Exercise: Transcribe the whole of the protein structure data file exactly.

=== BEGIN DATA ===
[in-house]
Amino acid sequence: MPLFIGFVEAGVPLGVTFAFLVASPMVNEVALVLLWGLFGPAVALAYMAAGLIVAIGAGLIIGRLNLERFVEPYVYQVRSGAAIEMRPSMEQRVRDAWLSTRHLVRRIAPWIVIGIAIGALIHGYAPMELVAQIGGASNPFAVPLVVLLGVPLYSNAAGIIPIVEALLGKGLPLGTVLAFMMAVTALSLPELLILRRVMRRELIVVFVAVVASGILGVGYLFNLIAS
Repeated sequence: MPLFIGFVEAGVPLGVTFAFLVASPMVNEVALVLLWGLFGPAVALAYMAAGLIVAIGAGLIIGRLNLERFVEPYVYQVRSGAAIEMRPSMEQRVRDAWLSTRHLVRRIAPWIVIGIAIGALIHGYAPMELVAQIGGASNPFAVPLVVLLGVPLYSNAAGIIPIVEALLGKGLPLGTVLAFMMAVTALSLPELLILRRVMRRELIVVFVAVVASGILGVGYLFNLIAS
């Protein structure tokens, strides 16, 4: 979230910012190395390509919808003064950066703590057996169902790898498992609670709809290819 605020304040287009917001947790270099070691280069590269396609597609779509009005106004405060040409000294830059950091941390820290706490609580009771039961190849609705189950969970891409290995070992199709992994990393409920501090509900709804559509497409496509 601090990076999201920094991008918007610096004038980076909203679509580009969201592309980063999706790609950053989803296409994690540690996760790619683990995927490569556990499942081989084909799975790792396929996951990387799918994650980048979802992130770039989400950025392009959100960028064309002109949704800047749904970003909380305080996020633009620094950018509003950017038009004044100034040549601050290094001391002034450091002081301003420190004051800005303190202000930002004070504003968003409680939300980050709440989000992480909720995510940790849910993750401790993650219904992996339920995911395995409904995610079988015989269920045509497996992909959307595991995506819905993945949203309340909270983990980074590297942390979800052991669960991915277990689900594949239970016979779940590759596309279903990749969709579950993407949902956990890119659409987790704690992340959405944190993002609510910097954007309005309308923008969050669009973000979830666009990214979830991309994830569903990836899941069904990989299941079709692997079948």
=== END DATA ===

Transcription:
[in-house]
Amino acid sequence: MPLFIGFVEAGVPLGVTFAFLVASPMVNEVALVLLWGLFGPAVALAYMAAGLIVAIGAGLIIGRLNLERFVEPYVYQVRSGAAIEMRPSMEQRVRDAWLSTRHLVRRIAPWIVIGIAIGALIHGYAPMELVAQIGGASNPFAVPLVVLLGVPLYSNAAGIIPIVEALLGKGLPLGTVLAFMMAVTALSLPELLILRRVMRRELIVVFVAVVASGILGVGYLFNLIAS
Repeated sequence: MPLFIGFVEAGVPLGVTFAFLVASPMVNEVALVLLWGLFGPAVALAYMAAGLIVAIGAGLIIGRLNLERFVEPYVYQVRSGAAIEMRPSMEQRVRDAWLSTRHLVRRIAPWIVIGIAIGALIHGYAPMELVAQIGGASNPFAVPLVVLLGVPLYSNAAGIIPIVEALLGKGLPLGTVLAFMMAVTALSLPELLILRRVMRRELIVVFVAVVASGILGVGYLFNLIAS
């Protein structure tokens, strides 16, 4: 979230910012190395390509919808003064950066703590057996169902790898498992609670709809290819 605020304040287009917001947790270099070691280069590269396609597609779509009005106004405060040409000294830059950091941390820290706490609580009771039961190849609705189950969970891409290995070992199709992994990393409920501090509900709804559509497409496509 601090990076999201920094991008918007610096004038980076909203679509580009969201592309980063999706790609950053989803296409994690540690996760790619683990995927490569556990499942081989084909799975790792396929996951990387799918994650980048979802992130770039989400950025392009959100960028064309002109949704800047749904970003909380305080996020633009620094950018509003950017038009004044100034040549601050290094001391002034450091002081301003420190004051800005303190202000930002004070504003968003409680939300980050709440989000992480909720995510940790849910993750401790993650219904992996339920995911395995409904995610079988015989269920045509497996992909959307595991995506819905993945949203309340909270983990980074590297942390979800052991669960991915277990689900594949239970016979779940590759596309279903990749969709579950993407949902956990890119659409987790704690992340959405944190993002609510910097954007309005309308923008969050669009973000979830666009990214979830991309994830569903990836899941069904990989299941079709692997079948």